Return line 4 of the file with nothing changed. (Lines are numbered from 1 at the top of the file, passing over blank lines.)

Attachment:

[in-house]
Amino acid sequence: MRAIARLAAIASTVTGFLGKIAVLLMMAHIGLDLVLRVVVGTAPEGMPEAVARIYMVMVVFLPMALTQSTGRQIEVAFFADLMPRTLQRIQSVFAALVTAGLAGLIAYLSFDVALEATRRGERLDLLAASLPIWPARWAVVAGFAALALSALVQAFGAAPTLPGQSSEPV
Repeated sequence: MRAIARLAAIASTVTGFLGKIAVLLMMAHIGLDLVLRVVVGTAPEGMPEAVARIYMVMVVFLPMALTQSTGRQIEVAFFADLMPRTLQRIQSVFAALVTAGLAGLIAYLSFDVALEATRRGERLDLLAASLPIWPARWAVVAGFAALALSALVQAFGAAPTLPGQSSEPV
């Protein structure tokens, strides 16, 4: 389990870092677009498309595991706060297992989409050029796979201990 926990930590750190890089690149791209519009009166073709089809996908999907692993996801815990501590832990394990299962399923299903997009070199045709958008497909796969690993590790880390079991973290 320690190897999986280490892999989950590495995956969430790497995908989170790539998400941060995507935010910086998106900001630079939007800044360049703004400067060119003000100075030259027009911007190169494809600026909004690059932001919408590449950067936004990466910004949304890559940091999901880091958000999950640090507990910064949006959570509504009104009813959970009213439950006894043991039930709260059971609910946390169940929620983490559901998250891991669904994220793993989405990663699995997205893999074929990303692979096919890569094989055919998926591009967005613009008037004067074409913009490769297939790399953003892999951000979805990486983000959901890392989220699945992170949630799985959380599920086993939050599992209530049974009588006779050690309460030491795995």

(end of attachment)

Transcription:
């Protein structure tokens, strides 16, 4: 389990870092677009498309595991706060297992989409050029796979201990 926990930590750190890089690149791209519009009166073709089809996908999907692993996801815990501590832990394990299962399923299903997009070199045709958008497909796969690993590790880390079991973290 320690190897999986280490892999989950590495995956969430790497995908989170790539998400941060995507935010910086998106900001630079939007800044360049703004400067060119003000100075030259027009911007190169494809600026909004690059932001919408590449950067936004990466910004949304890559940091999901880091958000999950640090507990910064949006959570509504009104009813959970009213439950006894043991039930709260059971609910946390169940929620983490559901998250891991669904994220793993989405990663699995997205893999074929990303692979096919890569094989055919998926591009967005613009008037004067074409913009490769297939790399953003892999951000979805990486983000959901890392989220699945992170949630799985959380599920086993939050599992209530049974009588006779050690309460030491795995």